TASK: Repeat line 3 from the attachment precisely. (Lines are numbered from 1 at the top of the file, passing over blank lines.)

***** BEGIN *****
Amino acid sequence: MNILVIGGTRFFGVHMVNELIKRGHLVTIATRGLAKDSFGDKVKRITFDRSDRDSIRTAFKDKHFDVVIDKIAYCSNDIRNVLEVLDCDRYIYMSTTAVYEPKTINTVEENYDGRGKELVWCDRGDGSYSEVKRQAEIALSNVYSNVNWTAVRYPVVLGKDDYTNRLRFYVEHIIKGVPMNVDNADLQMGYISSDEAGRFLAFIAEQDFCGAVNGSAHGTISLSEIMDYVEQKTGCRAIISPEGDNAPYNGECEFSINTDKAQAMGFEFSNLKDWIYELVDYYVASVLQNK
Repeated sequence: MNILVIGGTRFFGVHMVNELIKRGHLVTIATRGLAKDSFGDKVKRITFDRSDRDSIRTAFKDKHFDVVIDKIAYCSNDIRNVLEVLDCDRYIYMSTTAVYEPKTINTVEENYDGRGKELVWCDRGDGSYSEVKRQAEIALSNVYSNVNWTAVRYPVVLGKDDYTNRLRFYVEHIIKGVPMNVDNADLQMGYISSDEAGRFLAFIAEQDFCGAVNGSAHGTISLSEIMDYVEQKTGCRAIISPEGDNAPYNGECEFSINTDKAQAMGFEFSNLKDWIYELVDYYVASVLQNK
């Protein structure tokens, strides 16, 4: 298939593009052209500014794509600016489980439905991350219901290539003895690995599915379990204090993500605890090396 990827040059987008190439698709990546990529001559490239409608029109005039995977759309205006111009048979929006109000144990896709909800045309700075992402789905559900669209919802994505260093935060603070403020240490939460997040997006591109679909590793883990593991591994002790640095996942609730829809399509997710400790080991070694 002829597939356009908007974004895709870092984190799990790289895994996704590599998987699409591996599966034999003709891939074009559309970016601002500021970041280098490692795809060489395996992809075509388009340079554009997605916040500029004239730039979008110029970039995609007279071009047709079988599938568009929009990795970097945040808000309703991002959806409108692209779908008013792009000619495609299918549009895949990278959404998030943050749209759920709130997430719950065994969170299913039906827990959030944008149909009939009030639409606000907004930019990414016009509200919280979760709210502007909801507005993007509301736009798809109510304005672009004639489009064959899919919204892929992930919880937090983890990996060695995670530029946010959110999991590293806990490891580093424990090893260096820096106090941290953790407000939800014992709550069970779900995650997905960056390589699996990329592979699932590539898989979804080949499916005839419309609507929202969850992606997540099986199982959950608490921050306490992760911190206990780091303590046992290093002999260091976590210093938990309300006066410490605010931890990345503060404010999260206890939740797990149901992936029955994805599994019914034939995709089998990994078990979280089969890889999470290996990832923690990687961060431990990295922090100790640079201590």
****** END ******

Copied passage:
């Protein structure tokens, strides 16, 4: 298939593009052209500014794509600016489980439905991350219901290539003895690995599915379990204090993500605890090396 990827040059987008190439698709990546990529001559490239409608029109005039995977759309205006111009048979929006109000144990896709909800045309700075992402789905559900669209919802994505260093935060603070403020240490939460997040997006591109679909590793883990593991591994002790640095996942609730829809399509997710400790080991070694 002829597939356009908007974004895709870092984190799990790289895994996704590599998987699409591996599966034999003709891939074009559309970016601002500021970041280098490692795809060489395996992809075509388009340079554009997605916040500029004239730039979008110029970039995609007279071009047709079988599938568009929009990795970097945040808000309703991002959806409108692209779908008013792009000619495609299918549009895949990278959404998030943050749209759920709130997430719950065994969170299913039906827990959030944008149909009939009030639409606000907004930019990414016009509200919280979760709210502007909801507005993007509301736009798809109510304005672009004639489009064959899919919204892929992930919880937090983890990996060695995670530029946010959110999991590293806990490891580093424990090893260096820096106090941290953790407000939800014992709550069970779900995650997905960056390589699996990329592979699932590539898989979804080949499916005839419309609507929202969850992606997540099986199982959950608490921050306490992760911190206990780091303590046992290093002999260091976590210093938990309300006066410490605010931890990345503060404010999260206890939740797990149901992936029955994805599994019914034939995709089998990994078990979280089969890889999470290996990832923690990687961060431990990295922090100790640079201590």